Posted by & filed under Social.

Good Ideas Need Watering and Nurturing to Spread

Your business has a cool product, service, concept or niche. The inexpensive, effective advertising campaign on millions of people’s lips as the ‘must have’, is the golden fleece you are searching for next.

If both product and ad campaign, idea, unique selling point, are great, then the dream of creating something on the web that makes something/somebody a household name, is within your grasp.

If you think big, think mass-campaign, you will be wanting it to ‘go viral’, so popular that people see it in their millions. To make that happen, you need viral seeding.

You plant a seed (your message) into fertile ground (the web) and water it with occasional updates, new twists, comments and watch it blossom. Or put another way, viral seeding is the beneficial virus you launch that spreads your message throughout the net.

Or it’s the equivalent of media buying and planning in mainstream advertising. But whatever you call it, the greatest piece of creative work is not going viral if nobody sees it. It can end buried so far back on searches, it disappears. So a strategy is needed.

This four-part methodology gives you a heads up: identify your target users, understand their interests, locate sites relevant to your interest groups and work out your relevant seeding method.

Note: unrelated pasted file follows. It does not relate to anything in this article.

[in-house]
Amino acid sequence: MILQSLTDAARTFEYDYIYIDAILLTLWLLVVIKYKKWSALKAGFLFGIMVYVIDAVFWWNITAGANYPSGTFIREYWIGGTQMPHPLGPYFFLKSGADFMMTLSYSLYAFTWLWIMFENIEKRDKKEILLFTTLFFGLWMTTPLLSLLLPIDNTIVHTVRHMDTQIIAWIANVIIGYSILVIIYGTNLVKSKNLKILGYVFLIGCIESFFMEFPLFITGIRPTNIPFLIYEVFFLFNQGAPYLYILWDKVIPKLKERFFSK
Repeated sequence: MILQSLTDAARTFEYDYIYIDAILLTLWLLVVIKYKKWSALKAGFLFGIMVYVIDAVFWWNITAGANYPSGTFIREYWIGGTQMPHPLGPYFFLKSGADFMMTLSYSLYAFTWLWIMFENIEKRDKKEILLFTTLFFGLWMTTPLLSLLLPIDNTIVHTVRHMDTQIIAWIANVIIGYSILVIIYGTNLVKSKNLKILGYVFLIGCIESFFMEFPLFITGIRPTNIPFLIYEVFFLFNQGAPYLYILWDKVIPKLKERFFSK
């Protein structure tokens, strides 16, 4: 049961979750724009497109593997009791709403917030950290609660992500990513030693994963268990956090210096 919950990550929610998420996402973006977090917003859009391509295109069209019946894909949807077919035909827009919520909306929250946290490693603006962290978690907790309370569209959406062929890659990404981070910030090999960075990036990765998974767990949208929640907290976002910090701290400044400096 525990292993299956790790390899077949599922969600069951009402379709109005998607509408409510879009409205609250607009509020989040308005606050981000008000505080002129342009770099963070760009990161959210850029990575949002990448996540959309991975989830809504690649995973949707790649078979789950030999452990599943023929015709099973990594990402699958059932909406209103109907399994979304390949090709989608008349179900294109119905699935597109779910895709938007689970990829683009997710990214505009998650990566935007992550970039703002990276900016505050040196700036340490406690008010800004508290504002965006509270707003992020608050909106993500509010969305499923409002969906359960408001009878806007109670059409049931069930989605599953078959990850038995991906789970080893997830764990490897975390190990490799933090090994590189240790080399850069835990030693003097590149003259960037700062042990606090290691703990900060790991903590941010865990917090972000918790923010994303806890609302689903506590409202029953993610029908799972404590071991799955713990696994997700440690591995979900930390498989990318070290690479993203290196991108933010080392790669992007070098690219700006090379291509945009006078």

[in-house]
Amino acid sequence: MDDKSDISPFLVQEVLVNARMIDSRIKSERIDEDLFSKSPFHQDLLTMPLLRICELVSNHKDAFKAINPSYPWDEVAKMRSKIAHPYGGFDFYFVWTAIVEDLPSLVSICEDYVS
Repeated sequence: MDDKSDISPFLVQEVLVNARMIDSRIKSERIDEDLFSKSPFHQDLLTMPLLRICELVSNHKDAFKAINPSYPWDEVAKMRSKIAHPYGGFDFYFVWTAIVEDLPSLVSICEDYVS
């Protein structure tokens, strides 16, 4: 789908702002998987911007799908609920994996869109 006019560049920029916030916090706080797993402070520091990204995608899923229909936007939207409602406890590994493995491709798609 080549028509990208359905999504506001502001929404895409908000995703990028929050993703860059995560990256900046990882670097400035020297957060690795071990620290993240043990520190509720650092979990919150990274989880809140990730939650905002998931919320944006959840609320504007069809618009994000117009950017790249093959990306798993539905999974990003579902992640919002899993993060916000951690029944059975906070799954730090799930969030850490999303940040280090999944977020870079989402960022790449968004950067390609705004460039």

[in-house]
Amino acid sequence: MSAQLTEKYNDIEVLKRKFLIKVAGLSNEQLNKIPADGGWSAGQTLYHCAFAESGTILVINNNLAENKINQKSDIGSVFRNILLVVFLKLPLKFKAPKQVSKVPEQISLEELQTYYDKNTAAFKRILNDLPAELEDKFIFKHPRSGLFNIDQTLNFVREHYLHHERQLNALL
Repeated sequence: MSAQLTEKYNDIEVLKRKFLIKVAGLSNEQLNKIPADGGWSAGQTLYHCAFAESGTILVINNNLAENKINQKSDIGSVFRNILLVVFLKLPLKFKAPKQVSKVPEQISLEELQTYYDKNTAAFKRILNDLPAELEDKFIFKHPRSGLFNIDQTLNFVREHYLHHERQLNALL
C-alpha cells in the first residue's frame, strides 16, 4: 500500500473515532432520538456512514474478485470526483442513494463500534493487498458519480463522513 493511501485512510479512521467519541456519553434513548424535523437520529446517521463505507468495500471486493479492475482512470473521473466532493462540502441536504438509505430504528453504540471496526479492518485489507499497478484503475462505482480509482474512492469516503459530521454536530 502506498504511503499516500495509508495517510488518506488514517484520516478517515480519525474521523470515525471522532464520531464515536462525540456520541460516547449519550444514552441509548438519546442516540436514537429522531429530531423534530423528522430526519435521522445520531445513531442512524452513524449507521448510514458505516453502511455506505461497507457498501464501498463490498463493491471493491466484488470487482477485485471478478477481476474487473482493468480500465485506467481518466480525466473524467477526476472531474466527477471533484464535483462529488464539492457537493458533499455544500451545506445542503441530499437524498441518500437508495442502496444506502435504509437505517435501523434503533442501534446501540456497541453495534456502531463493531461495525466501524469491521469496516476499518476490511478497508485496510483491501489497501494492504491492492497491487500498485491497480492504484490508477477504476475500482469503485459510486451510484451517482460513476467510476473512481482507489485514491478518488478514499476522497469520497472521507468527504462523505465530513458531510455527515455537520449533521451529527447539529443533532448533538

A few detailed tips ensure the message spreads like wildfire across the net:


Your initial idea must be capable of copying itself accurately, or it will soon become lost in changes and confusions. Think of the game of Chinese Whispers, where a sentence is whispered round a number of people, who don’t hear it properly so add to and change it. And that’s not what you want.

Better is the simplicity of email, to give an idea. Cut and paste or forwarding on, and the message is unchanged, arriving quickly and verbatim. Spam filters and some reluctance among users to open unwanted emails, but once the content has inspired some to send it on, people will open emails from sources they know.


The faster the data is reproduced, the better, and therefore, the more people picking up on it and passing it on, the more securely the campaign will grow exponentially and really take off. People’s motivation for sharing is almost as varied as people. A survey at Danzarella found different motivations for sharing, which include personal relevance, utility (beneficial, useful, helpful to a friend), humour, relationship building, common interests, conversation starters and ‘they might miss it’ as motives.

This is known as increasing the reach of material. The better the SEO of course, the better people find the content and the more likely they are to spread it themselves.


Obviously audience needs to be as wide as possible, but it’s logical to suggest that social media users are more inclined to share content and spread the word. A surfer who is on for limited times or confines his/her activity to emails or specific browsing is less likely to even think of passing something on to other users.